In another aspect of the disclosure, a forced-air furnace for heating a space includes a housing having a top, bottom, front, rear, and opposite sides. A firebox in the housing has a combustion chamber adapted for receiving fuel to be combusted for producing products of combustion. A heat transfer device is above the firebox. A forced-air system includes a blower configured for moving air to the heat transfer device. The heat transfer device includes a post-combustion plenum having an inlet in fluid communication with the combustion chamber for receiving products of combustion therefrom and an exit for permitting products of combustion to exit the post combustion plenum. The post-combustion plenum has a first side, a second side opposite the first side, and a length extending therebetween. The heat transfer device includes heat transfer passaging downstream from the blower for receiving air from the blower to be heated by the post-combustion plenum. The heat transfer passaging includes at least one first passage portion extending lengthwise along the post-combustion plenum defining a flow path extending in a direction toward the first side of the post-combustion plenum. The heat transfer passaging includes a second passage portion downstream from the first passage portion. The second passage portion extends lengthwise along the post-combustion plenum and defines a flow path extending in a direction toward the second side of the post-combustion plenum.
In another aspect of the disclosure, a forced-air furnace for heating a space includes a housing having a top, bottom, front, rear, and opposite sides. A firebox in the housing has a combustion chamber adapted for receiving fuel to be combusted for producing products of combustion. The combustion chamber has an exit for permitting products of combustion to exit the combustion chamber. A combustion air delivery system is provided for delivering combustion air to the combustion chamber. The combustion air delivery system includes a primary combustion air passage including at least one primary combustion air outlet in the combustion chamber for delivering primary combustion air to the combustion chamber. The combustion air delivery system includes a secondary combustion air passage including a secondary combustion air outlet positioned in the combustion chamber for delivering secondary combustion air to the combustion chamber. The combustion chamber exit is positioned adjacent a first end of the combustion chamber. The primary combustion air outlet is positioned adjacent the first end of the combustion chamber lower than the combustion chamber exit. The primary combustion air outlet is configured for directing primary combustion air therefrom toward a second end of the combustion chamber opposite the first end.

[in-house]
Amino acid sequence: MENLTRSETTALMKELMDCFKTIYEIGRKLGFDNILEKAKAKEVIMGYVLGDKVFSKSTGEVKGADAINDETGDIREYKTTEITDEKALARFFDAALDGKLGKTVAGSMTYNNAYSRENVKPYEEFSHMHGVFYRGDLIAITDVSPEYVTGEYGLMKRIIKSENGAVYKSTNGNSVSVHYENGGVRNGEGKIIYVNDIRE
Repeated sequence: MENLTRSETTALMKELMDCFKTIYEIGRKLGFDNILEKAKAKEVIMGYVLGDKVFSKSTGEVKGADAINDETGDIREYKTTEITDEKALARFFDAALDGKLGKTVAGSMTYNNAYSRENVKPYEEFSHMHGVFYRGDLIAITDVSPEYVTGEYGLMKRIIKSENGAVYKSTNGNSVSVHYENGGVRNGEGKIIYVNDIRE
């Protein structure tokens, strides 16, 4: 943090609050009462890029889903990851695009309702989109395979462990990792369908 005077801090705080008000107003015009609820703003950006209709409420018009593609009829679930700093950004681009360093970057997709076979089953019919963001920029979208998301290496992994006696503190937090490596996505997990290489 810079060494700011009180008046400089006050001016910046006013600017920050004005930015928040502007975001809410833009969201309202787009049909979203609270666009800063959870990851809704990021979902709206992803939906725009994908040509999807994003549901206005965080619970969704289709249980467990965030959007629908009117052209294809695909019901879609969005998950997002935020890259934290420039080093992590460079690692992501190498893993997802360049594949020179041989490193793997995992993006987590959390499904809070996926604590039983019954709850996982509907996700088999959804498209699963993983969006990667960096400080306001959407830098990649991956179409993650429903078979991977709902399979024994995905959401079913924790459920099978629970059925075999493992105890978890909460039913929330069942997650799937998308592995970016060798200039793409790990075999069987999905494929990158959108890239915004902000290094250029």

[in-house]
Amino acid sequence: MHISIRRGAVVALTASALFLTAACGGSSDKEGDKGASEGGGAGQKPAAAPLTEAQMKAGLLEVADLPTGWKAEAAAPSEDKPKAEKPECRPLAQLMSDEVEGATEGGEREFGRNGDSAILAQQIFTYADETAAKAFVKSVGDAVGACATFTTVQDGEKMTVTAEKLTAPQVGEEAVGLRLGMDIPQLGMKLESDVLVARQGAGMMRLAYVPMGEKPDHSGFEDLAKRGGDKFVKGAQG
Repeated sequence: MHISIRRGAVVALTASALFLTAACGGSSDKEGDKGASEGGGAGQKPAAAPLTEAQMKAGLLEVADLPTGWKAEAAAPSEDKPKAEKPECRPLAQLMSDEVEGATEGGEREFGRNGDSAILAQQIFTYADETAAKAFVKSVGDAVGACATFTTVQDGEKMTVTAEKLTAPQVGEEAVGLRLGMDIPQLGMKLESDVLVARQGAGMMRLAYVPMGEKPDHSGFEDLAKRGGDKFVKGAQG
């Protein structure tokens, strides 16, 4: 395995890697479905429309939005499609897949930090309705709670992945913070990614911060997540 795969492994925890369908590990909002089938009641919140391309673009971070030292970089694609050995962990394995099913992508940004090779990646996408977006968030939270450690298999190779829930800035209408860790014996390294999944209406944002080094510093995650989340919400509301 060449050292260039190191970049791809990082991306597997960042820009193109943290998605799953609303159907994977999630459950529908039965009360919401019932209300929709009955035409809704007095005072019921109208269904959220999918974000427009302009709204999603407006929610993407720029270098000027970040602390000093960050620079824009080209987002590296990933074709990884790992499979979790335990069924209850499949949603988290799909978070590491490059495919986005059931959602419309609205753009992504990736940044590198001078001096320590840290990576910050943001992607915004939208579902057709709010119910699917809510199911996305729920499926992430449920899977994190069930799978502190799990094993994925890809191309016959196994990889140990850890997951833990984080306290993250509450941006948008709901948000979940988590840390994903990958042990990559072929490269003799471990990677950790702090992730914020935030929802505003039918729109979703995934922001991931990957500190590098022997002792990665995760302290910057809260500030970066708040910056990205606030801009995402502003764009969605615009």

Other objects and features of the present disclosure will be in part apparent and in part pointed out hereinafter.
BRIEF DESCRIPTION OF THE DRAWINGS
FIG. 1 is a front perspective of a furnace as described;
FIG. 2 is a rear perspective of the furnace of FIG. 1;
FIG. 3 is a front perspective of the furnace partially separated;
FIG. 4 is a rear perspective of the furnace partially separated;
FIG. 5 is a front perspective of components of a combustion air delivery system of the furnace;
FIG. 6 is a front perspective of a valve of the combustion air delivery system of FIG. 5;
FIG. 7 is a cross section of the furnace taken in a plane including line 7-7 of FIG. 1;
FIG. 8 is an enlarged fragmentary view of the section of FIG. 7, a valve member of the valve being shown in a closed position;
FIG. 9 is an enlarged fragmentary view similar to FIG. 8 but showing the valve member in an open position;
FIG. 10 is a cross section of the furnace taken in a plane including line 10-10 of FIG. 1;
FIG. 11 is a front perspective of the furnace having portions of a furnace housing broken away to show internal components;
FIG. 12 is a cross section of the furnace taken in a plane including line 12-12 of FIG. 1; and
FIG. 13 is graph illustrating an example curve of flow area through the valve as a function of temperature.
Corresponding reference characters indicate corresponding parts throughout the drawings.
DETAILED DESCRIPTION OF THE DRAWINGS
Referring to FIG. 1, a furnace or heater according to the present disclosure is designated generally by the reference number 20. The furnace 20 may be used to heat air (broadly, fluid) that is circulated in a space such as an interior of a building (not shown) to heat the space. The illustrated furnace 20 is an indoor, forced-air furnace configured for burning fuel such as wood. As described in further detail below, the furnace 20 automatically heats air and circulates the air to heat the interior of the building. As will be appreciated by those skilled in the art, aspects of the present disclosure can be adapted for use in other types of furnaces. For example, aspects of the disclosure can be used for outdoor furnaces, furnaces that burn other types of fuel, and furnaces that heat fluid other than air.